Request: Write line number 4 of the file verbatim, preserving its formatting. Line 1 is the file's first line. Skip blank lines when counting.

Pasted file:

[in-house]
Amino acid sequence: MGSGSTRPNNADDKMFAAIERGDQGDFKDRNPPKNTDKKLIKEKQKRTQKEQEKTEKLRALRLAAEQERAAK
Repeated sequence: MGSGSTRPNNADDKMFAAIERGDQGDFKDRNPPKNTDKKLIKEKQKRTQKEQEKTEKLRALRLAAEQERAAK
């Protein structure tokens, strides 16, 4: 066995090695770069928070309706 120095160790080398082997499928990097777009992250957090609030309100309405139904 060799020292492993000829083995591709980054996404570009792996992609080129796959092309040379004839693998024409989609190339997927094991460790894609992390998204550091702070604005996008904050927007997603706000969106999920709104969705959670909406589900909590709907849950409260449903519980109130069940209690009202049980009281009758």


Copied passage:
């Protein structure tokens, strides 16, 4: 066995090695770069928070309706 120095160790080398082997499928990097777009992250957090609030309100309405139904 060799020292492993000829083995591709980054996404570009792996992609080129796959092309040379004839693998024409989609190339997927094991460790894609992390998204550091702070604005996008904050927007997603706000969106999920709104969705959670909406589900909590709907849950409260449903519980109130069940209690009202049980009281009758």